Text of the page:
Another related consideration is that Google knows exactly how many people follow each link presented in its search results, and how long they stay on those pages (in most cases), so Google almost certainly keeps track of how popular a site is, how many people don't find what they want (aka the 'bounce rate'), and consequently how likely the site is to be useful to future searchers. It is therefore inconceivable that these factors won't affect a site's rankings. What does this have to do with one site or many, I hear you ask? Well, one site is bound to get more traffic than any individual site of the many, so Google will probably consider it to be more popular. Slam dunk? ...not quite! Read on...
A more tightly SEO-focused set of separate websites should individually get more traffic than if their content were part of a bigger site, for all the reasons explained above. This should go some or all of the way towards offsetting any loss of traffic that a single site should get through having more content. And there's more... If you operate a number of separate sites, the search engines will consider them to be exactly what they are: individual websites in their own right. So when each site contains the inevitable keyword links to the other sites (e.g. "See our car exhausts website for..."), Google will register these as the inbound links that they are from other websites, which should help not only with cross-site traffic, but also with the way that search engines boost rankings according to the number of genuine inbound links that are found on other sites (another thing that Google tells us that it does).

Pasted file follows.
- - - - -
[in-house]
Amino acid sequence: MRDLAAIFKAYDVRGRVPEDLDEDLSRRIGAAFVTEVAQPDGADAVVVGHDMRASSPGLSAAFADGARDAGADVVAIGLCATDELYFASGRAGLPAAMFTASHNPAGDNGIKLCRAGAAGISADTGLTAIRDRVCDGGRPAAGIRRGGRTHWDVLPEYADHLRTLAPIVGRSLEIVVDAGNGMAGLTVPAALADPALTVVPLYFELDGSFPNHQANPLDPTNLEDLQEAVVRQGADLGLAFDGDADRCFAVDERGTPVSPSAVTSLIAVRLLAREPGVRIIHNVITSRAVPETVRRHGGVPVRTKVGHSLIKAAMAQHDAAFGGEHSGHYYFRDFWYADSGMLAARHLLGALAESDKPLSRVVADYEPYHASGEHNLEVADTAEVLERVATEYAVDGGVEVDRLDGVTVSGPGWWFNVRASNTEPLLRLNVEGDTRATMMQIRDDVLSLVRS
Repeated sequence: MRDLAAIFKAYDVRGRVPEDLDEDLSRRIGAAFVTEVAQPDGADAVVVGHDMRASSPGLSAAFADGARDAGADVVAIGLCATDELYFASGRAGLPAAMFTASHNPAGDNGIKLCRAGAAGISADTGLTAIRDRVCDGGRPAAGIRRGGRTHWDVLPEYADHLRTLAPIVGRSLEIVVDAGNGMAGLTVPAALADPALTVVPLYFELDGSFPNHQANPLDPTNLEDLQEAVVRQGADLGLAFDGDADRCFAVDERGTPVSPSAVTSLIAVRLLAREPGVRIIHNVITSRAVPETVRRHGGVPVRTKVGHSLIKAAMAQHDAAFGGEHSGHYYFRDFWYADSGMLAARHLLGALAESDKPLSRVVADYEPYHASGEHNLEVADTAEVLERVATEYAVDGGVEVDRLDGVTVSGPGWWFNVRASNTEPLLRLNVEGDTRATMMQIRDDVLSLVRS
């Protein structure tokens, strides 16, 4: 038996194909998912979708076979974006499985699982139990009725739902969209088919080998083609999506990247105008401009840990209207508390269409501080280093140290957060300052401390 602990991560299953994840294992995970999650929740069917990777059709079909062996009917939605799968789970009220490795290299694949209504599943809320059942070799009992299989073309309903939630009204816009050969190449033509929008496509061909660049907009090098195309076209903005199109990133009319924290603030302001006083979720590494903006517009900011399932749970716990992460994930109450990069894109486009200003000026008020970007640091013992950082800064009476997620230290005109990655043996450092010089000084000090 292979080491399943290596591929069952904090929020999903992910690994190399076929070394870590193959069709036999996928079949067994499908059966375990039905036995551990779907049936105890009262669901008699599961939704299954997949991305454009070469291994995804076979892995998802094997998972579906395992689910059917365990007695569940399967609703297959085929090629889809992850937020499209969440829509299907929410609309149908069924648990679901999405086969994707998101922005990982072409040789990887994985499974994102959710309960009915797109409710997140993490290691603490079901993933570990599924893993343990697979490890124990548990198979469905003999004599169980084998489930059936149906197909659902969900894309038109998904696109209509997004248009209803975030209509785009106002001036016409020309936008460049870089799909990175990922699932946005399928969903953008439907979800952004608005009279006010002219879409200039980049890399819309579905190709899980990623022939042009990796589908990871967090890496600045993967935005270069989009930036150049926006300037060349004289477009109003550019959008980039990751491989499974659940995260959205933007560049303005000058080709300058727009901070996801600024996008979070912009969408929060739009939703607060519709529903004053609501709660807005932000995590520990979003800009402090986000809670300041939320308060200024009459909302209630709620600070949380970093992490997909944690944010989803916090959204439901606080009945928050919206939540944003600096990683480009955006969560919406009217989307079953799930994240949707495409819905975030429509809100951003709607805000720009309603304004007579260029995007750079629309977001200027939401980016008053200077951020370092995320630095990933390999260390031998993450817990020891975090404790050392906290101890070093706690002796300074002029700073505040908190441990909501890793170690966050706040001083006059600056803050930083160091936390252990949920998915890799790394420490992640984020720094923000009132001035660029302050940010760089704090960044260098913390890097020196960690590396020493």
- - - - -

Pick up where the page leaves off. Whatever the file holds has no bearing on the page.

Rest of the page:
So why doesn't everybody run lots of websites?
Multiple websites mean multiple hosting platforms, which inevitably has cost implications as each 'vhost' (part of the server) and database needs to be maintained and updated, and each takes up more storage for the underlying system. At Sinclair Design we offer discounts for multiple sites, but a single site is always going to be cheaper. Multiple sites also need to be managed separately with regards to content, so if a fundamental change needs to be made that affects all the sites, it will need to be made multiple times. Finally, and as mentioned above, if the content of each site is only going to be a few pages, it might be that Google will consider a single multi-product/service site of many pages to be more likely to meet the searcher's needs for information than a tiny single-product/service site.
If funds are an issue, one site is always going to be cheaper to build and maintain than many; but as long as you're not talking about tiny sites, and as long as there is a difference in the target audiences of your various products or services, multiple sites will give you multiple bites of the SEO cherry, focused and more effective branding opportunities, and most importantly, focused and more effective SEO opportunities.
Author: Roy Sinclair has been designing and developing websites since Noah tried to buy the domain the-ark.com. He likes to remind clients that due to the ceaseless progress of web tech, websites inevitably start to become dated on the day they are first published. G+